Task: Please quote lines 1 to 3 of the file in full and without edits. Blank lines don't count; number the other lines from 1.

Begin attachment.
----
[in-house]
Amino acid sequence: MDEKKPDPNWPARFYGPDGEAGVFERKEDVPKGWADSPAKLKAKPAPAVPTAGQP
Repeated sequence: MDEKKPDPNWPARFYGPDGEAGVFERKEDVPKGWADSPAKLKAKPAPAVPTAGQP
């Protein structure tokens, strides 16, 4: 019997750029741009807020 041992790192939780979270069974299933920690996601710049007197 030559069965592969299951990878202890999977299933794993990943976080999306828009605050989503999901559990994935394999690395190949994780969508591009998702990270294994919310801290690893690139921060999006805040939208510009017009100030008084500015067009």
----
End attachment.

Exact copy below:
[in-house]
Amino acid sequence: MDEKKPDPNWPARFYGPDGEAGVFERKEDVPKGWADSPAKLKAKPAPAVPTAGQP
Repeated sequence: MDEKKPDPNWPARFYGPDGEAGVFERKEDVPKGWADSPAKLKAKPAPAVPTAGQP